Complaining about your letting agent

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Check if this advice applies to you

This advice applies if you have an occupation contract with a private landlord.

If you have an occupation contract, your landlord should have given you a written statement. Check your written statement - it will say that you have an occupation contract.

Even if you don’t have a written statement, you’ll still usually have an occupation contract if you:

  • don’t live with your landlord

  • started renting on or after 15 January 1989

If you’re not sure, or you have a different kind of agreement with a private landlord, check your contract or tenancy type if you rent from a private landlord.

You can complain about your letting agent if they’re doing something wrong or if you’re unhappy with their behaviour, for example:

  • you're charged fees when you shouldn't have been

  • they aren't doing repairs on behalf of the landlord that they should do

  • they're harassing you, for example by entering your home without your permission

  • they discriminate against you, for example by charging you a higher rent or deposit than other contract holders because of your nationality, race, age or sex

It’s best to speak to your letting agent first to solve your problem. If this doesn’t help there are other steps you can take to complain.


If it's an emergency

If you have an emergency situation for example, you’re being illegally evicted or threatened with violence you should call the police straight away.

Don’t be afraid to make a complaint - you shouldn't have to put up with a bad service. The law is there to help you.

Your letting agent can't just end your occupation contract because you've made a complaint - but they might try, especially if you've got a standard occupation contract.

Talk to an adviser if you're worried about being evicted for making a complaint.

Speak to your letting agent  

You can often get your problem solved quickly by contacting your letting agent first. Explain why you’re unhappy and ask them to sort out the problem.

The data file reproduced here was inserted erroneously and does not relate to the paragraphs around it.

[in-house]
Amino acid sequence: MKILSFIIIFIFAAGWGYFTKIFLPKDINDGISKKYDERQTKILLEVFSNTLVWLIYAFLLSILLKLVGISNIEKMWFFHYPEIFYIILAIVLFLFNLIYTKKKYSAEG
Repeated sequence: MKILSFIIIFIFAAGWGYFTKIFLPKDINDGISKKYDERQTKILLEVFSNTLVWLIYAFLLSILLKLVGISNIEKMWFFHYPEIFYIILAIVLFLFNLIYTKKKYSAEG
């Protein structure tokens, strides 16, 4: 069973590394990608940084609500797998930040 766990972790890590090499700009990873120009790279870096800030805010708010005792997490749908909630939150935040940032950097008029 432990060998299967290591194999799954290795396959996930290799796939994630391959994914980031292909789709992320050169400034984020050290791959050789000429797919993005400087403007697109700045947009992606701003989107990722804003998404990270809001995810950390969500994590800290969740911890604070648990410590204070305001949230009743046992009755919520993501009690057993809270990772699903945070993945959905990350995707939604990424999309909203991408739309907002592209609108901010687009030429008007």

Take someone with you for support when you speak to your letting agent if you feel it will help you. If you don't want to speak to them face to face or on the phone you could email.

Before discussing the problem you should:

  • note down everything you want to say - you can refer to your notes during your conversation or put them in an email

  • talk to an adviser to discuss the situation - they can check your legal rights and help you speak to your letting agent

You could also try speaking to your landlord to get your problem solved. They might not know you’re having problems with your letting agent.

You can find your landlord's name and address on your written statement . Ask your letting agent for your landlord’s details if you can’t find them - they have to give you the details.

Talk to an adviser if your letting agent is refusing to give you your landlord’s details.

If speaking to your letting agent doesn’t help

There are steps you can take to complain if your problem isn’t solved by speaking to or emailing your letting agent.

Step 1: write your letting agent a letter

You can make a written complaint by following your letting agent’s complaints procedure. You’ll usually find the procedure on their website - if you don’t, ask for it.

Check the complaints procedure to see how long it will take to get a reply.

If your letting agent doesn’t have a complaints procedure, write to the manager.

Explain your problem and what you want them to do to solve it. Tell them what rights you have and what you think they should have done.

Talk to an adviser to find out what rights you have, for example they can tell you if your letting agent has to do certain repairs or help you check if you’ve been discriminated against.

Make sure your complaint letter is clear and includes evidence. This will help the letting agent deal with your complaint more quickly.

You should include in your letter:

  • what you're complaining about

  • what you want them to do about the problem

  • dates and times the problem took place